Notice how many times he says “I will”. It’s the same thing that all of us do. As the preacher says, “Whenever you sin, there’s always an “I” right in the middle of it. So how about you? Are you astray? Do you have a tendency to leave the Shepherd and go off on your own? There’s another 14:12 in the Bible that says it this way. “There is a way that seems right to a man, but its end is the way of death.” (Proverbs 14:12) Don’t trade the security of the Shepherd’s limitations for the freedom to wander about in a deadly world. 1 Peter 5:8 warns: “Be sober, be vigilant; because your adversary the devil walks about like a roaring lion, seeking whom he may devour.” When the lion finds you alone in the world, I guarantee you will end up feeling sheepish.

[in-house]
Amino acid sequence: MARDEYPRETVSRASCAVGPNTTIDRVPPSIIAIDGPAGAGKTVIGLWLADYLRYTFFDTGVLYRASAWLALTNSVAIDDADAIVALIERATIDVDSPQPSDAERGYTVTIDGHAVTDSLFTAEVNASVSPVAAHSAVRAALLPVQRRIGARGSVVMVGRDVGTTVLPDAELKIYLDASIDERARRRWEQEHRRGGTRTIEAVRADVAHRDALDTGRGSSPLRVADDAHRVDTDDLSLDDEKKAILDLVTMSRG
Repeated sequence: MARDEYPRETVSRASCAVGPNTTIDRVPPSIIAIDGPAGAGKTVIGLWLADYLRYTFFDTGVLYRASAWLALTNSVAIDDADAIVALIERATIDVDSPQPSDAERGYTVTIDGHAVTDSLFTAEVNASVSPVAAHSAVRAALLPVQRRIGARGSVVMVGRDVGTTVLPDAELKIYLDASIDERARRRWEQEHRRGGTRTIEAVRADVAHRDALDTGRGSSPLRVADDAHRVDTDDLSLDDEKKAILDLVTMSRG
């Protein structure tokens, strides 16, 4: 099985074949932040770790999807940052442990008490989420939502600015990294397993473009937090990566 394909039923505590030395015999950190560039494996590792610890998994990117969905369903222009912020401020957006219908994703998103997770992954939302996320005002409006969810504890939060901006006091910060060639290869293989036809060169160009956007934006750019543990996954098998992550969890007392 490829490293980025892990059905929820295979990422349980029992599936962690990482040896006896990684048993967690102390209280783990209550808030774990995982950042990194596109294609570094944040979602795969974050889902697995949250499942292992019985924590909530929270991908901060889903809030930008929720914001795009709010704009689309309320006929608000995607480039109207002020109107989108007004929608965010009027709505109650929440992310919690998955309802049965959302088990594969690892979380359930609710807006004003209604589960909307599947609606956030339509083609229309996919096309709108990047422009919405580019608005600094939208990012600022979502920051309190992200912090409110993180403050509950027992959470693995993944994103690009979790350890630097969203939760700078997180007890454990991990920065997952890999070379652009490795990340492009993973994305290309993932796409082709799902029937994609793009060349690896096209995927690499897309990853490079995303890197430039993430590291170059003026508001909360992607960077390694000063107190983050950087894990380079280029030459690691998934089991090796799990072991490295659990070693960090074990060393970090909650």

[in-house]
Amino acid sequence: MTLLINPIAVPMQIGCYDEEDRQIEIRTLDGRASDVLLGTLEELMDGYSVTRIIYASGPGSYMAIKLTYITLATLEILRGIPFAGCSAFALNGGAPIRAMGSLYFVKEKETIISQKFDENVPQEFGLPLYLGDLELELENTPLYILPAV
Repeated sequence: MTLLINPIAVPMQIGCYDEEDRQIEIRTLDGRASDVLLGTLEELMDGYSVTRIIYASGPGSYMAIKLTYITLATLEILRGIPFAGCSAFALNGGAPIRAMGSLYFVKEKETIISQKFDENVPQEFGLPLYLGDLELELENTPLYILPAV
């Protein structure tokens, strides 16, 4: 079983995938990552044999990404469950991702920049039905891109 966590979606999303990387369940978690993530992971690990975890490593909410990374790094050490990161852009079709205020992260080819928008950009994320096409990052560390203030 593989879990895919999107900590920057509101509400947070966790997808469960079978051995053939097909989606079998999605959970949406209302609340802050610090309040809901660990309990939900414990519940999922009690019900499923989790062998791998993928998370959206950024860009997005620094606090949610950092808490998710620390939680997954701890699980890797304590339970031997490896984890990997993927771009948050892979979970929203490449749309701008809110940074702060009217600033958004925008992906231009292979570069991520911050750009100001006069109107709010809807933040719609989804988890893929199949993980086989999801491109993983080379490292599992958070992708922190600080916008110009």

Just like sheep, we go astray by turning off to our own way,
And make an independent choice unguided by the Shepherd's voice.
We choose to go our own direction, wander off from his protection,
Hoping good will come to pass as we go off for greener grass...
But sadly, there's an evil power who's seeking those he may devour,
Stalking independent sheep who wander down the pathways steep.
Be vigilant, and be alert: the devil wants to cause you hurt,
To bring you down and bring you in to feel the ravages of sin!
Be watchful, careful, and be wary, lest this deadly adversary
Tempt you to a path that makes a detour into grave mistakes...
So listen to the shepherd's call: he bore the iniquity of us all,
Extending love to great and small, redeeming sinners from the fall.


To buy my latest book, Slaying Giants: Thirty Days with David, go here:
To buy my book, Beggar’s Bread, go here:
For the Kindle Edition, go here: